I. Undisputed facts

         Except as specifically noted, the following facts have been established by the parties through citations to admissible evidence in the record and have not been genuinely disputed by cited evidence or they have been admitted in the parties' pleadings. Fed.R.Civ.P. 56(c)(1)(A); Perez v. El Tequila, L.L.C., 847 F.3d 1247, 1254 (10th Cir. 2017).

         FCA hired Ms. Achors on March 7, 1994. Complaint and Demand for Jury Trial [doc. 1] (“Complaint”), ¶ 10; Defendant's Answer and Affirmative Defenses [doc. 15] (“Answer”), ¶ 10. Ms. Achors was first assigned to a transmission assembly line where she continued to work until 2001. Defendant's Brief in Support of Motion for Summary Judgment [doc. 35] (“Defendant's Brief”), Statement of Material Facts Not in Dispute (“SMF”), at 5. The parties dispute the specific title of Ms. Achors's job but they do not dispute that she actually performed assembly-line work.

         In 2001, Ms. Achors experienced a seizure and was diagnosed with Tardive dyskinesia, a disorder that results in seizures occurring on average once a month.[1] The medical statement that she submitted to FCA restricted her from working in close proximity to moving parts and flashing lights, which meant that she no longer could work on or around the assembly line. These restrictions were continuously in effect during her employment. Defendant's Brief, SMF, at 5. For the next fourteen years, FCA assigned her to jobs that complied with her medical restrictions. Id. Ms. Achors testified that FCA was “pretty good and found me a lot of jobs” that all complied. Id., at 5-6. No one at FCA questioned or rejected her medical restrictions. Id., at 5-6.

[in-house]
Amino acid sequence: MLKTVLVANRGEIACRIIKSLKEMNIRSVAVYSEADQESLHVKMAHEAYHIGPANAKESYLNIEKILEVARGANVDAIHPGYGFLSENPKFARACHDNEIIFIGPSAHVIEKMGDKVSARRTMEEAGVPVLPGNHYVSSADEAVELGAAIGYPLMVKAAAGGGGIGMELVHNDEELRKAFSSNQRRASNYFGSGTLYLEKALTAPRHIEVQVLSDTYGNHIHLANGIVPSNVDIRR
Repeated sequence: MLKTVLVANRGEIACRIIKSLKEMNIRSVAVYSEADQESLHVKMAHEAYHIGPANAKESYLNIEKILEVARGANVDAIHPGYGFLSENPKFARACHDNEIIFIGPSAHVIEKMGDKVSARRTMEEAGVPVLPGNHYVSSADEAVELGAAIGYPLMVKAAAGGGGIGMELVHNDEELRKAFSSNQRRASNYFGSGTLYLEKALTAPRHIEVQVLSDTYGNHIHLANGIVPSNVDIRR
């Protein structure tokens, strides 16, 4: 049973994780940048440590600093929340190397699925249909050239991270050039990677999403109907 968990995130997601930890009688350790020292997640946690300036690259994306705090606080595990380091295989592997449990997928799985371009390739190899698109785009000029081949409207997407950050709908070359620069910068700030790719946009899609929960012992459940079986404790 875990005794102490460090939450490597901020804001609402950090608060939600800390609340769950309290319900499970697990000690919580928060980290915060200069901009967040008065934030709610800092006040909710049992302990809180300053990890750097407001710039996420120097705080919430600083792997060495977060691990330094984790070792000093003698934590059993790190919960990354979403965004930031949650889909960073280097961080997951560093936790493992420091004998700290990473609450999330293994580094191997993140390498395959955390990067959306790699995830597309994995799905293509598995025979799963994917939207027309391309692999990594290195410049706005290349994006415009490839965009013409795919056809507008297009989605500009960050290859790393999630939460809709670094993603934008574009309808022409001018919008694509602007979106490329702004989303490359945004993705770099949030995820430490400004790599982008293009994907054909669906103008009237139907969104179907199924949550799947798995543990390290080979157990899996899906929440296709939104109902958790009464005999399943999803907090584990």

After her seizure and submission of medical restrictions in 2001, Ms. Achors was off work for several months. Following another seizure in 2012, FCA placed her on “Code 31” status, which meant that she remained on the employment rolls despite there being no work for her and she was paid approximately ninety percent of her normal wage. She remained on Code 31 status for two years, from 2012 to October 2014, until FCA called her back because it found work that she could perform. Plaintiff's Brief in Opposition [doc. 60] (“Response”), Plaintiff's Statement of Additional Material Facts (“SAMF”), at 4, ¶ 2; Defendant's Reply [doc. 63] (“Reply”), Response to Plaintiff's Statement of Additional Material Facts (“RSAMF”), at 6, ¶ 2; Defendant's Brief, Exhibit A, Excerpts of Deposition of Kimberly Achors [doc. 35-1] (“Achors Dep.”), at deposition pp. 67-69.